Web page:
The Sweater Is Done

This is a story that started over three years ago. A grown-up daughter was moving away from near her mummy, and the mummy was rather desperate to stay connected. They were both knitters, so they came up with a project. The Project. The Sweater, to be exact: The Oregon Autumn cardigan by Alice Starmore (Published in Vogue Knitting, Holiday 2007).

We picked yarn, swatched, cast on, worked on it for a while, and life happened. Business and school and volunteer work and health ebbed and flowed; patterns were lost and re-printed; many smaller things were knit; the mummy ran education programs; the daughter moved two more times and became a mummy herself. But at some point, a proverbial fire was lit under proverbial arses, and they picked up the pace. This is the story of the end, starting at the beginning.

Mom: I began this sweater to help stay connected to Rebecca, and happily knit up to the arm holes.  But in January I joined Osborn Fiber Studio!  That was a BIG connect, and the tedium of a fair isle sweater, the confusion of steeking….well,  I kept avoiding it.  Joining the company meant there were more excuses to avoid it…..dyeing, knitting samples, getting ready for Sheep and Wool……AND I was in charge of Vacation Bible School for my church, so that took up a lot of time in the summer.  Then Rebecca became a mommy:  BIG connect.  Every time I picked up the sweater to knit a few rows, it got put back down again for Christmas projects, comfort knitting, and now baby knitting!

In the end, though, I decided I really did like the sweater and wanted to finish it.  So this past June when I went to Pittsburgh to babysit while Rebecca took a summer class, I brought up The Sweater and finished the body of it…..one stripe per day was the goal.  It was Rebecca’s idea and being away from home helped me focus on it, I think.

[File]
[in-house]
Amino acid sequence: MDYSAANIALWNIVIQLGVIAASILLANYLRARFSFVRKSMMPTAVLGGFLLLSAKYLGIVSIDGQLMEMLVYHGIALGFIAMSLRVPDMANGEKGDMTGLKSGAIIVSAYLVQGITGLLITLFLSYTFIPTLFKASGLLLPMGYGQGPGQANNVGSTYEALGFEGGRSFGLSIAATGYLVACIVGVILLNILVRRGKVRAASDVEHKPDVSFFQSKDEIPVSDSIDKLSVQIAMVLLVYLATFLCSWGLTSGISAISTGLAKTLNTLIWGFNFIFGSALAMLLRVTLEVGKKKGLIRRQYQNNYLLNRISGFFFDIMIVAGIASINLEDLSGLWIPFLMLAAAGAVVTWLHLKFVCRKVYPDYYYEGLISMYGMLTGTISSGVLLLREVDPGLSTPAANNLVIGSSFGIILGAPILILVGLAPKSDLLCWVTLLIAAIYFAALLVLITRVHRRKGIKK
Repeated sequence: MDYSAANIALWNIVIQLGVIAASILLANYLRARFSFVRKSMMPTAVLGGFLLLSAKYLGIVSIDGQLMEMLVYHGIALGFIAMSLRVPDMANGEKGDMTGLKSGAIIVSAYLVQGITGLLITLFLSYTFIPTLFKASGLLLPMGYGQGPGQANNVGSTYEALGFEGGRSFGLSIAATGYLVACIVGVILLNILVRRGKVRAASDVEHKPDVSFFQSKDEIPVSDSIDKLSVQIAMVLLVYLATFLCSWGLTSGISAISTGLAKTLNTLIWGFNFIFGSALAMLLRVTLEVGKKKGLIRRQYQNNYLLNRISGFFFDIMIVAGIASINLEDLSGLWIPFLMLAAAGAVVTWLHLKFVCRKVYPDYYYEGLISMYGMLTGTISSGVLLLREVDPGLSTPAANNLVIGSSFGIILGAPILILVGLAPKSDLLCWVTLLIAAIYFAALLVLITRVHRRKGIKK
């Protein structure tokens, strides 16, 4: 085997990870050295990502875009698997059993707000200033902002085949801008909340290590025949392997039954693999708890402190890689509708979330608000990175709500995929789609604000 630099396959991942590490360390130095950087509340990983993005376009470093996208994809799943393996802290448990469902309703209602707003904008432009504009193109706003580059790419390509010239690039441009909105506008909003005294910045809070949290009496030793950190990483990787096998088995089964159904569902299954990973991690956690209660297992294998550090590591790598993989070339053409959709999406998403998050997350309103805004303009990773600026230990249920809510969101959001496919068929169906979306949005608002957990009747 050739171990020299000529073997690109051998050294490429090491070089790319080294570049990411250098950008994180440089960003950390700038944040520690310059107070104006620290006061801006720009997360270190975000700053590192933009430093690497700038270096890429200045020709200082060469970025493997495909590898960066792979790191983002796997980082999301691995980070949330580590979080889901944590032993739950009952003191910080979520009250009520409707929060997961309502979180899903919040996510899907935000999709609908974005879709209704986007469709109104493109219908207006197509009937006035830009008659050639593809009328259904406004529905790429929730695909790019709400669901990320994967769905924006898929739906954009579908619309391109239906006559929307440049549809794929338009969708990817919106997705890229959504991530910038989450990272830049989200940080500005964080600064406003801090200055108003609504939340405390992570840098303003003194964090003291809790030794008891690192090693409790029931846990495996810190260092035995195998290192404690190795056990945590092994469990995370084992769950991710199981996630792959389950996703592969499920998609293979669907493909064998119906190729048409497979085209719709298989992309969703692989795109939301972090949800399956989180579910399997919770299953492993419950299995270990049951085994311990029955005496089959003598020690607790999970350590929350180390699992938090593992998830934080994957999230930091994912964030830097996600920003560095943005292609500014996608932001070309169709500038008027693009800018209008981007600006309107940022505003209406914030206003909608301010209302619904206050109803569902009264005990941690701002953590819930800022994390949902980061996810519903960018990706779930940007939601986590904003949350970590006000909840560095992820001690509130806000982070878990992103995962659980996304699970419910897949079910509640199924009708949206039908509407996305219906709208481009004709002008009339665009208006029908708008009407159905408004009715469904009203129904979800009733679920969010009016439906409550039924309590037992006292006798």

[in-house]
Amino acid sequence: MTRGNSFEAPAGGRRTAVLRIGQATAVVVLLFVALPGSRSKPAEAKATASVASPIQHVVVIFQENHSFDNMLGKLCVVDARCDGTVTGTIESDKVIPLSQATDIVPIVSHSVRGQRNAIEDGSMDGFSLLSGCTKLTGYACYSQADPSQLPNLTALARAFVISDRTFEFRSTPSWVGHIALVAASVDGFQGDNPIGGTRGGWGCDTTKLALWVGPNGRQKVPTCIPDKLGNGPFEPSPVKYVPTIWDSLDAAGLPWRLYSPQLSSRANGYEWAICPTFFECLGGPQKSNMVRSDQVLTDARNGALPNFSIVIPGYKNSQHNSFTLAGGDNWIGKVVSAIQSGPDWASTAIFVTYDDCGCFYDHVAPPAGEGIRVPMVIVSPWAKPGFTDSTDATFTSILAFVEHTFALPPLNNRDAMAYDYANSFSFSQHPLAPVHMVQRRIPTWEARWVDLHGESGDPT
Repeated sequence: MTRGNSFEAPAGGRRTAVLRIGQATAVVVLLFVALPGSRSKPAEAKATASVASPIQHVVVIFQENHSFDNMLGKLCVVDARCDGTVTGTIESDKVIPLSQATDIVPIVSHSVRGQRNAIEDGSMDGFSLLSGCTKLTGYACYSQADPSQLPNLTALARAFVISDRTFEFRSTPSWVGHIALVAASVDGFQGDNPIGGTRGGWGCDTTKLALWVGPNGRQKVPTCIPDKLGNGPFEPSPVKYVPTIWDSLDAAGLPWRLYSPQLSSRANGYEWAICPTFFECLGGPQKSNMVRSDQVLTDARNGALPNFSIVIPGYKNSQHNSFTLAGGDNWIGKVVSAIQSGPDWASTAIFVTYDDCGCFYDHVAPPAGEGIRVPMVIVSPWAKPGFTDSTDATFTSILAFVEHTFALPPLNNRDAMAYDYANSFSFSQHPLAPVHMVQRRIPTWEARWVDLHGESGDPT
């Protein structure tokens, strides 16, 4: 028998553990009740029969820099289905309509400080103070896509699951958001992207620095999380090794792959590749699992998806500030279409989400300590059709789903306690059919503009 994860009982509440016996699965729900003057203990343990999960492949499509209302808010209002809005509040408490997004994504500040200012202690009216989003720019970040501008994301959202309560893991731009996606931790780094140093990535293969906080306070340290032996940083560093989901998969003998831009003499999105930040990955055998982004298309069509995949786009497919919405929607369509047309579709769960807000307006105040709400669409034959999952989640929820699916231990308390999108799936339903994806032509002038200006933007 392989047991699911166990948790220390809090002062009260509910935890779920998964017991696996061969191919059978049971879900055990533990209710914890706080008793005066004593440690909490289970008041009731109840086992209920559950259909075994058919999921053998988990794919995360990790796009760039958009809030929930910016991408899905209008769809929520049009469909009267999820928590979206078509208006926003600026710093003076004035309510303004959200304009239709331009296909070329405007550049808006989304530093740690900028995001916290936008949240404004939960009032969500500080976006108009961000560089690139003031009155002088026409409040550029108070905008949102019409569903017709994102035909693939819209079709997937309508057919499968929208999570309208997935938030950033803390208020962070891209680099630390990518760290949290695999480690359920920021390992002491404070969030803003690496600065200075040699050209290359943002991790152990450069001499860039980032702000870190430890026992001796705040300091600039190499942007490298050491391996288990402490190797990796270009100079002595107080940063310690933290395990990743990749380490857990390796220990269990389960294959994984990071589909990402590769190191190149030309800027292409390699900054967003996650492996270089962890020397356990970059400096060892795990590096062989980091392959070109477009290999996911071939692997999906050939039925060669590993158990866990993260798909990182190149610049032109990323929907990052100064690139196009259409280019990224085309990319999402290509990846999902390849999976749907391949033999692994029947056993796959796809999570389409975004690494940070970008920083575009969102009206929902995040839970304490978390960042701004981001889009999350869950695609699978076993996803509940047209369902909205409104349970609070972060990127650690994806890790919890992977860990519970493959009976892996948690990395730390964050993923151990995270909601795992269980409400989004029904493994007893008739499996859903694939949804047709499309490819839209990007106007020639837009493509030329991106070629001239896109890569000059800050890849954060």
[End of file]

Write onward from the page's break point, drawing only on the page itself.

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Happily, that summer the church had canceled VBS, so I had weeks of free time in which to continue to work on it.  Again, the goal was one stripe per day…..keep going, keep knitting, it will get done.

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Rebecca: I got the above picture by email, with the words “It took an hour to get the red facing blocked correctly. …oooo my back and butt!” Back and butt nothing – I still had most of a sleeve to accomplish! Mom was coming to visit in mid-September; I set myself the goal of finishing before she came up. It took a few late nights at the end, but I managed to get it blocking just a week before she and Bethany arrived.

Mom:  I decided to put a facing in the button band because it would hide the cut ends of the yarn, and perhaps protect them from raveling. [Word to the wise – think twice before doing a steek in superwash yarn. It can be done, but it’s dangerous!]

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Rebecca: I think my favorite part of my sweater is the complimentary look of the corrugated ribbing. Mom made her bottom ribbing longer; I made my collar ribbing longer. In my case it was out of necessity; I had a baby mid-project and wanted to still be able to wear it! (If you can’t tell, I blocked the living daylights out of it too.) Corrugated ribbing is fun for me; I don’t mind doing knit stitches left-handed, and I hold the purl color in my right hand. The collar ribbing was tough, though, because you have to work the wrong side too.

Mom:  Yes, it was HARD to do Fair Isle from the wrong side!

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Rebecca: The Yarn Harlot always makes a point to comment on the inside of fair isle sweaters. I didn’t understand this until I learned how to do the thing properly, crossing the same color over and the other under every time (I used to think  you were supposed to twist them. Hazards of self-education). Now that I can do it right, well… wow.

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Mom:  We cut our sleeve steeks together over skype, picked up the sleeve stitches and knit downwards, following the pattern upside down.  That was confusing sometimes, but it wasn’t too bad.  It was interesting to me that the pattern did not call for any kind of capped sleeve…..I expected short row shaping or something.  But of course I was glad that it was simply picking up stitches and knitting a tube.